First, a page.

I’m taking a major step next week. I took this same step many years ago … sort of. Back in 1988 I made the decision to cut off my hair. It was a big deal then. A very big deal. I wore my hair short for several years after that. But that was forever ago. I haven’t had short hair in more than 25 years, and next week I’m cutting my hair short … not as short as I cut it in 1988, but short.

Cutting my hair in 1988 was a big deal because that was long before the natural hair movement that has been spreading for the last dozen or so years. As a Black woman, having natural hair is still a big deal, and cutting off a head full of hair is still a big deal. When my kinky coils are stretched out, my hair is anywhere from 20 to 24 inches long. I’m probably going to ask to have all but six inches cut. That will leave me with about five inches more on my head than I left in 1988, but it’s still quite short.

And the short part is exciting. I’ve been missing my tiny afro for years. I mean, I was entirely adorable with short hair:

I was also, you know, 30 years younger than I am today.

That’s the part that gives me the stomach ache. I’m getting ready to cut off my dyed hair, wash out the temporary color that’s been covering my grey, and let the world see my real hair for the first time.

I started dying my hair in my mid-40s. I got sick of it quickly, but I wasn’t ready for my grey. I started telling myself that I’d cut off my dyed hair before my 50th birthday. Yeah. That perfectly good milestone came and went. My vanity convinced me to keep dying, told me my face didn’t look like I should have grey hair. (Seriously, what the hell is that?) With my 50th birthday behind me, I started telling myself I’d cut my hair by my 55th birthday. Vanity blocked the move again.

I stopped using boxed dyes and switched to henna — it was natural, after all, surely that was better for my tresses than the chemicals I’d been using, right? But henna was still permanent dye (and red!). A couple of years ago I gave up the henna and swapped in a temporary color that matched the henna. Still, I was moving further and further past my 55th birthday, and I was still hiding my real hair.

Today, I’m in the countdown to 60. I am still just as vain as ever, but I’m also sick, sick, sick of coloring my hair. Or at least, I’m sick of coloring my hair so that it isn’t clear I’ve gone grey. I think it will be fun to play with silly colors in my grey hair — making my tips rose gold or purple, for example.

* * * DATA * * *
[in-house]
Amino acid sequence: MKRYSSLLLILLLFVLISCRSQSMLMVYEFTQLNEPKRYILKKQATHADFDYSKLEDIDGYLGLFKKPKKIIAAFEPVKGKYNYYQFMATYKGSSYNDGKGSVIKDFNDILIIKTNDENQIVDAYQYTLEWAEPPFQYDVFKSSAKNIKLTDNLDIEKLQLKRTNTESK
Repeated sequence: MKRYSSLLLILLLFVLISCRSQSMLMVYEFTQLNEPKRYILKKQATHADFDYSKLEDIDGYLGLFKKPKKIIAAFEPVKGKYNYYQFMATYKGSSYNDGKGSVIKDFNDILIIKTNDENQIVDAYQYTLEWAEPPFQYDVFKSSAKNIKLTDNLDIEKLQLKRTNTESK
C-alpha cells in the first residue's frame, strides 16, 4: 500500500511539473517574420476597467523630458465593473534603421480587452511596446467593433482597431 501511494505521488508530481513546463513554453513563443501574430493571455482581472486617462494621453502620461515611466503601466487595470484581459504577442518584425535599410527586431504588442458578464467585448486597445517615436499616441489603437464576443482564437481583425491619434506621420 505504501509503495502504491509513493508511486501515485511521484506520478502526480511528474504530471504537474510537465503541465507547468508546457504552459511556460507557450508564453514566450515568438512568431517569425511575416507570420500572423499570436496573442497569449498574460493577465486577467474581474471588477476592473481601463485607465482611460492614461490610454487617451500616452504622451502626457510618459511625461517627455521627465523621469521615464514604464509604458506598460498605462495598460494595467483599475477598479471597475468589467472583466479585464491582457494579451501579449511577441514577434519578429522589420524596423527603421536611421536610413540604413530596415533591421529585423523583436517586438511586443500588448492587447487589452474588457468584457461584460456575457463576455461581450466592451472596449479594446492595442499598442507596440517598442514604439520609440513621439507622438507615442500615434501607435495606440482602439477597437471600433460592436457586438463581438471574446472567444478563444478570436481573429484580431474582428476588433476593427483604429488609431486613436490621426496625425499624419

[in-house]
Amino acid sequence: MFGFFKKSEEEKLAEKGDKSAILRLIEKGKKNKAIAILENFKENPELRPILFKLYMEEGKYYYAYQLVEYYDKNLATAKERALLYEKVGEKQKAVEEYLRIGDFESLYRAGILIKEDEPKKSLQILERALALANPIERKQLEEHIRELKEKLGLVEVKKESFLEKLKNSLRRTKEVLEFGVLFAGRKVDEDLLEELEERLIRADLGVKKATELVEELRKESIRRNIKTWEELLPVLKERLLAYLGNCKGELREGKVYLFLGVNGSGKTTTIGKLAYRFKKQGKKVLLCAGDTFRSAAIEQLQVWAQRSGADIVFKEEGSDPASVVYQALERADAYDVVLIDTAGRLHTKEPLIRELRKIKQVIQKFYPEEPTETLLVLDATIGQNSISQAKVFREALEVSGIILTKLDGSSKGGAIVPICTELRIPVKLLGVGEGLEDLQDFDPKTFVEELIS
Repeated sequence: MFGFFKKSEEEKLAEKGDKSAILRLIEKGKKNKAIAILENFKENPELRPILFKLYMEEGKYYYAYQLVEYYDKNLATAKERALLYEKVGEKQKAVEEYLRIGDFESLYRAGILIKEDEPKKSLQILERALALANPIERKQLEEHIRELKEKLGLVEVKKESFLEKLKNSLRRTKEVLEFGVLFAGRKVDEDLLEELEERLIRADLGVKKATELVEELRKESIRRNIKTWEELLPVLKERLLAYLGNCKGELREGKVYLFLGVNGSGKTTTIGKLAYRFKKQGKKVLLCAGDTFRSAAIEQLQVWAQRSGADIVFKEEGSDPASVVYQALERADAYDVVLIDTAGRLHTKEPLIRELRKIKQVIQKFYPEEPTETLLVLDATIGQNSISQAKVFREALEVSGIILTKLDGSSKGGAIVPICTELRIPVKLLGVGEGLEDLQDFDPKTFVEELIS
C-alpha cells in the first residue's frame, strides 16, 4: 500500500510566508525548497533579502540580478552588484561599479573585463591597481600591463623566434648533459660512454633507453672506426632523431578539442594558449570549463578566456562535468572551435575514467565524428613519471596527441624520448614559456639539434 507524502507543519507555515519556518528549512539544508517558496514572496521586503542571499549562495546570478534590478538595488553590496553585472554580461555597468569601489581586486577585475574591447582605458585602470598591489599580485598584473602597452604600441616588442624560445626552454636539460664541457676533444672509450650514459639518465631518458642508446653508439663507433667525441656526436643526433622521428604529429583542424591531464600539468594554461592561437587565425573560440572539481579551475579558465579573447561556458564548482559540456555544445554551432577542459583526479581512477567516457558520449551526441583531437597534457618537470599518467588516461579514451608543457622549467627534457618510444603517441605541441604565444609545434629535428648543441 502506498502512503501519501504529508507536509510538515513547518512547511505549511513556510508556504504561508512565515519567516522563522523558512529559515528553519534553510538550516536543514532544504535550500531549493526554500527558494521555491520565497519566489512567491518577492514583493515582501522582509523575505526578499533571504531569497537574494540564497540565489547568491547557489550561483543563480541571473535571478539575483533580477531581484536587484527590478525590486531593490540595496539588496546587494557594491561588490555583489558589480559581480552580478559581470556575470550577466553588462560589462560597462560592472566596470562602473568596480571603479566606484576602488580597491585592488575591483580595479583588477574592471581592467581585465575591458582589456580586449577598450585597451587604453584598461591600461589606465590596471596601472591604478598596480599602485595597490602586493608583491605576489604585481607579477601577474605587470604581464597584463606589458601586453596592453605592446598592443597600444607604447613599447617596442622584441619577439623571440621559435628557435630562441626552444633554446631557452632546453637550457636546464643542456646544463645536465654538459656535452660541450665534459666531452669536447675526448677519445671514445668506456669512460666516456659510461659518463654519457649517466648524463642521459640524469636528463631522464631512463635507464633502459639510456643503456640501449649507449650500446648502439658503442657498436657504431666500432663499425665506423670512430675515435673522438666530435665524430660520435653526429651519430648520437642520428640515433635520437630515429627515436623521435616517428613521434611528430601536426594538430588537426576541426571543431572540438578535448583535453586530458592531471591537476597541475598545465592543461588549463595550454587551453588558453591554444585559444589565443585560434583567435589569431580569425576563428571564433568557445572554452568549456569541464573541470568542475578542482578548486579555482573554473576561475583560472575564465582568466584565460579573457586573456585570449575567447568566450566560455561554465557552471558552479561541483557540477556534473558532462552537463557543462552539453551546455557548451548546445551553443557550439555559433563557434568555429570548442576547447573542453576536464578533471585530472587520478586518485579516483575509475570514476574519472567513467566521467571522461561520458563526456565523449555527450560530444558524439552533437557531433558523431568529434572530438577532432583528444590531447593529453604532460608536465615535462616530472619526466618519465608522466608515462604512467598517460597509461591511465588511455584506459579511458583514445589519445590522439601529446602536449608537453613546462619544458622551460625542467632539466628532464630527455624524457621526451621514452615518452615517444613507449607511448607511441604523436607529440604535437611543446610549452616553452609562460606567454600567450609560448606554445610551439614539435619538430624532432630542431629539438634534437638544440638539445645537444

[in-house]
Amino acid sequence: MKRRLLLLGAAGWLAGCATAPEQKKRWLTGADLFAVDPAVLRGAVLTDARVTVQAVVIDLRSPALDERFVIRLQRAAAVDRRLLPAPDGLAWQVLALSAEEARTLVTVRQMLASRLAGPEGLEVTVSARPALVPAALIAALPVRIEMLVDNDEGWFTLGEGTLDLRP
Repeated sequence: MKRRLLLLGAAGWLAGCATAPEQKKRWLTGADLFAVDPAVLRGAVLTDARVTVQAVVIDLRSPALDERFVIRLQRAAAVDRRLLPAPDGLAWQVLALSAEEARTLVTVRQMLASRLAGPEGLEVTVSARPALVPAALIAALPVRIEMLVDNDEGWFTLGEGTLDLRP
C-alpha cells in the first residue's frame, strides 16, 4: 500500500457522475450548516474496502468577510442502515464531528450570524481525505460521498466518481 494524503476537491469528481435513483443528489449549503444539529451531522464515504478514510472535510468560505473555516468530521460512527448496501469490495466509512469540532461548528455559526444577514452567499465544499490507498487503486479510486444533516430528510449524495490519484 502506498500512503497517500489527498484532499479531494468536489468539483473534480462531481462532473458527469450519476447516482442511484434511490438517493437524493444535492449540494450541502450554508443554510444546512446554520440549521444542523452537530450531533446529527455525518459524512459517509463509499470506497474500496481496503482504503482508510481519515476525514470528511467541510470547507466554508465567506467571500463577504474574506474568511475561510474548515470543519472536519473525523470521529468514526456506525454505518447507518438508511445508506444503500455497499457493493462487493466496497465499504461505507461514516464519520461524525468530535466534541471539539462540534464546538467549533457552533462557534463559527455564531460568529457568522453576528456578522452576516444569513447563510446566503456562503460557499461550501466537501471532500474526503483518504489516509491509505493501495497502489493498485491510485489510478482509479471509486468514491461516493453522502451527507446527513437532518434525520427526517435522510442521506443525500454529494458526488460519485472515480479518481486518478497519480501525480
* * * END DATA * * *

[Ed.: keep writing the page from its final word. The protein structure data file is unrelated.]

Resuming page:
My vanity still has me worried, though. What will I look like with so much grey? Am I ready to say goodbye to people guessing my age 15-20 years younger than I am? Will seeing that I’m older than they imagined make people judge me for where I am in my life? Can I just calm down and accept that none of that matters and be comfortable moving forward as my authentic self?

I guess we’ll see, won’t we? I’m going to the barber on Saturday.


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Under the Sea

Okay, one last Grand Cayman story. At the end of yesterday’s post, I mentioned that there was a lot of snorkeling on that trip. It makes sense, of course. We were in the Caribbean, of course a lot of our activities would involve the water and seeing what was in the water with us.

I’m not a great swimmer. I can swim, and could probably swim well enough to swim out of trouble if trouble approached me slowly, but Diana Nyad, I’m not. I’m fascinated by the ocean, however, and by sea creatures.

Backstory on me and snorkeling: The first time I went to Jamaica, I was excited to go snorkeling. My friends and I got gear and marched ourselves into the water. And the ocean didn’t disappoint. I saw lots of fish — including a beautiful moment when a school of silversides swam around me. I saw sea urchins, a conch, lots of coral … After I’d been paddling around a while, I was annoyed because there was a terrible noise that was distracting me from my leisurely sea-gazing. It was a loud, rasping noise, as if Darth Vader was about to tell me he was my father. I kept looking for what could be the source of the nuisance. Finally I realized that I was the source. What I was hearing was the sound of my own panic breathing, loud and terrified, amplified by the snorkel and maybe by the water. I don’t know, but it was LOUD.

Panic breathing even though I was totally fine … and would always have been totally fine because I was snorkeling in such shallow water I could just stand up when the going got too unnerving. Seriously. The second place we snorkeled on that trip was a sand bar. I couldn’t even swim there. I just lay on the ocean floor and looked around.